“Compared to the marshmallow brain, which is about 80 million years old, the acorn brain is rather new, just two million years old. But it’s better developed in humans than most other creatures.
“The acorn brain is what enables us to save for our pensions, write song lists for our own funerals or plants seeds that will mature into trees long after we are dead.
“The problem is that we’re much more accustomed to using our short-term brains than our long-term brains, and our social, economic and political institutions are designed in ways that exacerbate the powers of the marshmallow brain – everything from apps that give us an instant dopamine hit to the short-termism built into electoral cycles.”
Is democracy part of the problem?
“I agree that democracy – as it is currently organised – is part of the problem. Our democratic institutions are subject to multiple short-term pressures, from the next election that lies on the horizon to the pressures of 24/7 media and corporate political funders who care more about their own near-term interests than the long-term interests of society.
“But it’s fascinating that there are so many experiments going on around the world that are extending the time horizons of democratic politics. In Japan, for instance, a movement called Future Design invites local residents to discuss and draw up plans for the towns and cities where they live.
“Half of them are told they are residents from the present day and the other half are given ceremonial robes to wear and told to imagine themselves as residents from the year 2060. It turns out the residents from 2060 systematically advocate far more transformative city plans from long-term healthcare investment to climate change action.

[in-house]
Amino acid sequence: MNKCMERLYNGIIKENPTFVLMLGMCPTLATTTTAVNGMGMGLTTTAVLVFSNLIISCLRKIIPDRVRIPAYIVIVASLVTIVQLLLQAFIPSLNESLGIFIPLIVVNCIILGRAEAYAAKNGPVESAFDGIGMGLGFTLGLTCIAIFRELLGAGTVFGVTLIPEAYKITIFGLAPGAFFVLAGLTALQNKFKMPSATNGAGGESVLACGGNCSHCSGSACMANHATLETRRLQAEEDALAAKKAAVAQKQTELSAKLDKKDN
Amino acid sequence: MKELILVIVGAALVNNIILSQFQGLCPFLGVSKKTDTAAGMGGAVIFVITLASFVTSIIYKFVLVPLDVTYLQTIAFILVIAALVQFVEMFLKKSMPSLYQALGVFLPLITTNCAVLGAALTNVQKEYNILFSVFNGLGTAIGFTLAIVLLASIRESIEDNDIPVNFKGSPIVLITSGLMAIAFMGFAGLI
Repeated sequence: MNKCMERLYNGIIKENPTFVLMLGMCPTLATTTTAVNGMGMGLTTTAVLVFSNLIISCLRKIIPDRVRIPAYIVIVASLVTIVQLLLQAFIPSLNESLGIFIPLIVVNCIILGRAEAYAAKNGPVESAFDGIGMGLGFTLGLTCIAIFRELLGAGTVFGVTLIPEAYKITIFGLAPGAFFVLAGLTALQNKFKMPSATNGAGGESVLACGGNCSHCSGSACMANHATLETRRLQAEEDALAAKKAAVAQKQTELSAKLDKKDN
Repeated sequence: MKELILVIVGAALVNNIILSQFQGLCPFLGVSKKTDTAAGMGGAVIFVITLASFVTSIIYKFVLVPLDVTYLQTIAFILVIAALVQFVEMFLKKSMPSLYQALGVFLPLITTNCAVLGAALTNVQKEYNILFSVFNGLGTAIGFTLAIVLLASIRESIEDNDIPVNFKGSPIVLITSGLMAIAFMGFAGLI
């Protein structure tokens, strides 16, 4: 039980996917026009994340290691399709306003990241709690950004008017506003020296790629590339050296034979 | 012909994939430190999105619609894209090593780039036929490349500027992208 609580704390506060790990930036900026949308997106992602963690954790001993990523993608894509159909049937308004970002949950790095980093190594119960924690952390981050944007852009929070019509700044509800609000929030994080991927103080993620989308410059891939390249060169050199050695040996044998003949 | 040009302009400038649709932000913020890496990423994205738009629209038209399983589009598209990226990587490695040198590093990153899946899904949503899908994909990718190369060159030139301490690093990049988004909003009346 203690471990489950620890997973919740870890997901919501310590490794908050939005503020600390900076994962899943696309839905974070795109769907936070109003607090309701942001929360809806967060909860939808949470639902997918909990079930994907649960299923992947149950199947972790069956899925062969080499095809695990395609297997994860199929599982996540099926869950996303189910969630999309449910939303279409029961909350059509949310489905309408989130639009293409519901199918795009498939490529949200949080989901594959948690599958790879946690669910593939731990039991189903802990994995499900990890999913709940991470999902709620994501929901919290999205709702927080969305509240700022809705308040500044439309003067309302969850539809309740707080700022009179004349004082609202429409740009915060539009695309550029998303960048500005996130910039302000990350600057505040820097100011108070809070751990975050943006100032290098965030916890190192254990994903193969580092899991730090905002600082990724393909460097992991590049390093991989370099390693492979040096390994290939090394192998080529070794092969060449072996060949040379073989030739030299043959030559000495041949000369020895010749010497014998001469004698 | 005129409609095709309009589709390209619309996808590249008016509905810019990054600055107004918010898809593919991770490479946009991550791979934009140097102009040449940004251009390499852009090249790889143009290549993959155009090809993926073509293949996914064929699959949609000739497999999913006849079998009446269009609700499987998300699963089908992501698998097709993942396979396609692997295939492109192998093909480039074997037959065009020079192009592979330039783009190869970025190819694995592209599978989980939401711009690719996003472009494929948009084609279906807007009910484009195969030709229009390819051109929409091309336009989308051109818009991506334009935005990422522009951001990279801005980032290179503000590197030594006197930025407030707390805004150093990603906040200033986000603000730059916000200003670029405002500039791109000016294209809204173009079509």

“Future design is now spreading from small towns to major cities like Kyoto and is even being used in Japan’s ministry of finance. It’s a kind of citizen’s assembly model – an approach well known in Ireland of course – which is a way of giving future generations a voice in local decision making.”
How effective would a minister for the future be?
“I certainly think that having political positions dedicated to the welfare of future generations could help us on the journey to becoming better ancestors in the political sphere. There are a couple of challenges though. First, ensuring that the minister would have sufficient powers. Second, who is to say that a minister for the future would necessarily represent the variety of interests in society in an effective way? Perhaps they would just get caught up in taking a narrow view of the future that suits their own party’s interests.